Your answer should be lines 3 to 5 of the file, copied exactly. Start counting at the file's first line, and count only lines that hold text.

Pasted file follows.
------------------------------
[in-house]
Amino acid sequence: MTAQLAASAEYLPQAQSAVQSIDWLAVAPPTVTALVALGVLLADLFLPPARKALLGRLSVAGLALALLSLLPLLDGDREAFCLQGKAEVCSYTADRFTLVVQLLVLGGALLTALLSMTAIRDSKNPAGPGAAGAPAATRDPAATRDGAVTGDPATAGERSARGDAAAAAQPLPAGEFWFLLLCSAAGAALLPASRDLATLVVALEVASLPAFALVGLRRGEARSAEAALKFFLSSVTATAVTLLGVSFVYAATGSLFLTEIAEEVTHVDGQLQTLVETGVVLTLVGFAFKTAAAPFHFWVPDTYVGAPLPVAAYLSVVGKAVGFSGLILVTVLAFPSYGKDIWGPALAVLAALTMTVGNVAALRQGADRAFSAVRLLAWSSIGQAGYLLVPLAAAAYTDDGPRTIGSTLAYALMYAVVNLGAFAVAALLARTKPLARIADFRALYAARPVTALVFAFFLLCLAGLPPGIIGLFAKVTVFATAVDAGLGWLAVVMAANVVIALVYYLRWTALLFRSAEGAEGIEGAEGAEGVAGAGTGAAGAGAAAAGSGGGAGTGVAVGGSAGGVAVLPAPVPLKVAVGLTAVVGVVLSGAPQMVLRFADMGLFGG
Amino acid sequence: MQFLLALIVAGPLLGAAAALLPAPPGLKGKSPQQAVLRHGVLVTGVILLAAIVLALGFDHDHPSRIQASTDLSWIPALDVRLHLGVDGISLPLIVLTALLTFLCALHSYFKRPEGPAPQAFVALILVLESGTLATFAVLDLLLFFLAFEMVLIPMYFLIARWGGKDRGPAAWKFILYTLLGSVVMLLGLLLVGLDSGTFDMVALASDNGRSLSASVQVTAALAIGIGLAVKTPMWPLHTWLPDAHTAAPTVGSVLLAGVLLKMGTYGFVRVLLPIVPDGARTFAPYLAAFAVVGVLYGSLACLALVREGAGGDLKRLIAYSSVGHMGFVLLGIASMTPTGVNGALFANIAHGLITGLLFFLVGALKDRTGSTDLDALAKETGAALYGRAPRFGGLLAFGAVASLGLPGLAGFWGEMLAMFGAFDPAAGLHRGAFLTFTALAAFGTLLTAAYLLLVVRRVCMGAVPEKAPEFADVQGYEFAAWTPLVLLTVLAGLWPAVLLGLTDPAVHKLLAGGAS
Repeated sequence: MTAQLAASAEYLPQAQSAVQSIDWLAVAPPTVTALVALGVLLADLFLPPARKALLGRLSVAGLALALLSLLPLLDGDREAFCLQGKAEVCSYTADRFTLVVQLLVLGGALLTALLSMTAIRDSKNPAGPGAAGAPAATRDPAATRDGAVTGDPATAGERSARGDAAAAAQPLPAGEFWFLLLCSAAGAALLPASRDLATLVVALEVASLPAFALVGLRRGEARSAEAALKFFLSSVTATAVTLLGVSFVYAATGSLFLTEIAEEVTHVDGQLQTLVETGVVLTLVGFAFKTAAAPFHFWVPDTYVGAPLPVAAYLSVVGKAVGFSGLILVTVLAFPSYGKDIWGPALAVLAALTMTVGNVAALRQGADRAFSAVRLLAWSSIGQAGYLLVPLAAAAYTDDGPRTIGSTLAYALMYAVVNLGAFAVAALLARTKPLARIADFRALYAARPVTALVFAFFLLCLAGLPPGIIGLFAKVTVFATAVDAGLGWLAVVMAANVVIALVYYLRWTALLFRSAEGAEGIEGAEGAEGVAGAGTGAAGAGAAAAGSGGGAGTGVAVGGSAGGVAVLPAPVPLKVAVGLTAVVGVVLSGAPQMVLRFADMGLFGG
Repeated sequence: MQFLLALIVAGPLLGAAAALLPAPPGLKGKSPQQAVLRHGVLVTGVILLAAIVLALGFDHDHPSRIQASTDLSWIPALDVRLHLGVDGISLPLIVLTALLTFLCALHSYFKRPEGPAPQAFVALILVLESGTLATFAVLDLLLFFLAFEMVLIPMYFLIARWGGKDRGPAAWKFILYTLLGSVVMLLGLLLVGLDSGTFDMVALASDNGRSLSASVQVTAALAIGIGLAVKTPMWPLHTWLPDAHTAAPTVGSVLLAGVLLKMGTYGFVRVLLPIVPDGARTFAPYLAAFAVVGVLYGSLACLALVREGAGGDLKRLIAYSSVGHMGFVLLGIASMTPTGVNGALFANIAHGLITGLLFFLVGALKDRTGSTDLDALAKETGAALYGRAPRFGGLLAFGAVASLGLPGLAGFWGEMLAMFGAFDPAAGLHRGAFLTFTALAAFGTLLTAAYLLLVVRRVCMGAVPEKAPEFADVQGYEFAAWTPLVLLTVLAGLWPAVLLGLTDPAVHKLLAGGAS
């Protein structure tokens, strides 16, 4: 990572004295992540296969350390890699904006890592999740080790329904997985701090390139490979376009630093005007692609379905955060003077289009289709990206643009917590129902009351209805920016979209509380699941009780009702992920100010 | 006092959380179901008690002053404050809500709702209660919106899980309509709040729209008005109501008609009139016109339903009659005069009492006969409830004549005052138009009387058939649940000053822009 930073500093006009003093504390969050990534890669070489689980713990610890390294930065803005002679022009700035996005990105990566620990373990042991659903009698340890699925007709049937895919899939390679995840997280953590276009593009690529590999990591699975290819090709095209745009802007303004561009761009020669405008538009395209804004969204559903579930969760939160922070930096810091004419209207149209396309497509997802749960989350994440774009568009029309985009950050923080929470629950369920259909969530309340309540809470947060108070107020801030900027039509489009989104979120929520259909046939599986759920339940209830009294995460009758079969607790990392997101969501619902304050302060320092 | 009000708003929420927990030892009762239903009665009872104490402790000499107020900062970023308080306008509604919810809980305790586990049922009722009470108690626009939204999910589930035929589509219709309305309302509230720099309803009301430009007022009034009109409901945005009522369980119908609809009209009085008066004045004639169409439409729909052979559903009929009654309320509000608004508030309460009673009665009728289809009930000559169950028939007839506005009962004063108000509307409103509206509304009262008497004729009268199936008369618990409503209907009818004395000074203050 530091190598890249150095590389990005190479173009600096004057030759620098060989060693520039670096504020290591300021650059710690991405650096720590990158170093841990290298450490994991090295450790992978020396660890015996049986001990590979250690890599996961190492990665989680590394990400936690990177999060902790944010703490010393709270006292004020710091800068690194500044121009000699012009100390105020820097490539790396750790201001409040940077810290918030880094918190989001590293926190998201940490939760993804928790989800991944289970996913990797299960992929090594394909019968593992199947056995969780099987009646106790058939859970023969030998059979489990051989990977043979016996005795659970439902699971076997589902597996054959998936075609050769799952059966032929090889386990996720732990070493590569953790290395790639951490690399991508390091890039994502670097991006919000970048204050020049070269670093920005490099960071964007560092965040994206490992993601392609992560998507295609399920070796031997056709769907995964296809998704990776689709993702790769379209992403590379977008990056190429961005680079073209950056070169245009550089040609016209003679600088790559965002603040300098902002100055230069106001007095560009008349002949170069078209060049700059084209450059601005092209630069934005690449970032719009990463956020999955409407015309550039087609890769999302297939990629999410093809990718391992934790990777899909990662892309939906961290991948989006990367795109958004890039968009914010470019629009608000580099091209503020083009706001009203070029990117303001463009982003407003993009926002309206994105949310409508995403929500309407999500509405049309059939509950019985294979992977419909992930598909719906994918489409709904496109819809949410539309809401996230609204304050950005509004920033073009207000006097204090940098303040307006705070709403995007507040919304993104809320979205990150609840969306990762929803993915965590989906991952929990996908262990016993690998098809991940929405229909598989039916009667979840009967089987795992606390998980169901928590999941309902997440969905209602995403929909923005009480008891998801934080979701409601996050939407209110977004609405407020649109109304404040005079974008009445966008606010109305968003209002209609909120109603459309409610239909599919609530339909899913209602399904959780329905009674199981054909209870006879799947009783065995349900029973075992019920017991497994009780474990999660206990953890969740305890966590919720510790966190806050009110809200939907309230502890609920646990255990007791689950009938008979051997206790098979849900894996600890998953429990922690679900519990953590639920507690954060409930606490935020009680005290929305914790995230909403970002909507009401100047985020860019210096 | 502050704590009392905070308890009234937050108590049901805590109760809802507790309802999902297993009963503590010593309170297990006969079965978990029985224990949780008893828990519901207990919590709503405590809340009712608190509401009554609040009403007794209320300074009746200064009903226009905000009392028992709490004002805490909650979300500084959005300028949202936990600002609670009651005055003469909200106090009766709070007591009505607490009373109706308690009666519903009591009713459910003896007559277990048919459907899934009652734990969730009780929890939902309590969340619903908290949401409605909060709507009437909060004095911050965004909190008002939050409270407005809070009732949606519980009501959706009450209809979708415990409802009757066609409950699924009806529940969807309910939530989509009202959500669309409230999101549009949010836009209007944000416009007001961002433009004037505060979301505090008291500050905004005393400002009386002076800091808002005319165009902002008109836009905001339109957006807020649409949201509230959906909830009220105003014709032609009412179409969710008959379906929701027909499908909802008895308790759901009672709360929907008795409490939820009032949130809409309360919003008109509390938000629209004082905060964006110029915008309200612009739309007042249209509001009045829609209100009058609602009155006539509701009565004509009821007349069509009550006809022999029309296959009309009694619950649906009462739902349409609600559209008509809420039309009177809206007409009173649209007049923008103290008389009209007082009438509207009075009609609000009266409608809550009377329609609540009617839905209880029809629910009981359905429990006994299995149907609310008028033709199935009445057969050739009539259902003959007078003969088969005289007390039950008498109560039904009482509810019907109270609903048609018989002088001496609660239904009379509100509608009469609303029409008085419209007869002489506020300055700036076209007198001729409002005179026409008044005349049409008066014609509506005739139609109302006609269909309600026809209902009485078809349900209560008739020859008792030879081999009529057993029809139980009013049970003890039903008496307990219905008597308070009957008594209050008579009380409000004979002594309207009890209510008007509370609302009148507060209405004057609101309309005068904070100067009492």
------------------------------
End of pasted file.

Amino acid sequence: MQFLLALIVAGPLLGAAAALLPAPPGLKGKSPQQAVLRHGVLVTGVILLAAIVLALGFDHDHPSRIQASTDLSWIPALDVRLHLGVDGISLPLIVLTALLTFLCALHSYFKRPEGPAPQAFVALILVLESGTLATFAVLDLLLFFLAFEMVLIPMYFLIARWGGKDRGPAAWKFILYTLLGSVVMLLGLLLVGLDSGTFDMVALASDNGRSLSASVQVTAALAIGIGLAVKTPMWPLHTWLPDAHTAAPTVGSVLLAGVLLKMGTYGFVRVLLPIVPDGARTFAPYLAAFAVVGVLYGSLACLALVREGAGGDLKRLIAYSSVGHMGFVLLGIASMTPTGVNGALFANIAHGLITGLLFFLVGALKDRTGSTDLDALAKETGAALYGRAPRFGGLLAFGAVASLGLPGLAGFWGEMLAMFGAFDPAAGLHRGAFLTFTALAAFGTLLTAAYLLLVVRRVCMGAVPEKAPEFADVQGYEFAAWTPLVLLTVLAGLWPAVLLGLTDPAVHKLLAGGAS
Repeated sequence: MTAQLAASAEYLPQAQSAVQSIDWLAVAPPTVTALVALGVLLADLFLPPARKALLGRLSVAGLALALLSLLPLLDGDREAFCLQGKAEVCSYTADRFTLVVQLLVLGGALLTALLSMTAIRDSKNPAGPGAAGAPAATRDPAATRDGAVTGDPATAGERSARGDAAAAAQPLPAGEFWFLLLCSAAGAALLPASRDLATLVVALEVASLPAFALVGLRRGEARSAEAALKFFLSSVTATAVTLLGVSFVYAATGSLFLTEIAEEVTHVDGQLQTLVETGVVLTLVGFAFKTAAAPFHFWVPDTYVGAPLPVAAYLSVVGKAVGFSGLILVTVLAFPSYGKDIWGPALAVLAALTMTVGNVAALRQGADRAFSAVRLLAWSSIGQAGYLLVPLAAAAYTDDGPRTIGSTLAYALMYAVVNLGAFAVAALLARTKPLARIADFRALYAARPVTALVFAFFLLCLAGLPPGIIGLFAKVTVFATAVDAGLGWLAVVMAANVVIALVYYLRWTALLFRSAEGAEGIEGAEGAEGVAGAGTGAAGAGAAAAGSGGGAGTGVAVGGSAGGVAVLPAPVPLKVAVGLTAVVGVVLSGAPQMVLRFADMGLFGG
Repeated sequence: MQFLLALIVAGPLLGAAAALLPAPPGLKGKSPQQAVLRHGVLVTGVILLAAIVLALGFDHDHPSRIQASTDLSWIPALDVRLHLGVDGISLPLIVLTALLTFLCALHSYFKRPEGPAPQAFVALILVLESGTLATFAVLDLLLFFLAFEMVLIPMYFLIARWGGKDRGPAAWKFILYTLLGSVVMLLGLLLVGLDSGTFDMVALASDNGRSLSASVQVTAALAIGIGLAVKTPMWPLHTWLPDAHTAAPTVGSVLLAGVLLKMGTYGFVRVLLPIVPDGARTFAPYLAAFAVVGVLYGSLACLALVREGAGGDLKRLIAYSSVGHMGFVLLGIASMTPTGVNGALFANIAHGLITGLLFFLVGALKDRTGSTDLDALAKETGAALYGRAPRFGGLLAFGAVASLGLPGLAGFWGEMLAMFGAFDPAAGLHRGAFLTFTALAAFGTLLTAAYLLLVVRRVCMGAVPEKAPEFADVQGYEFAAWTPLVLLTVLAGLWPAVLLGLTDPAVHKLLAGGAS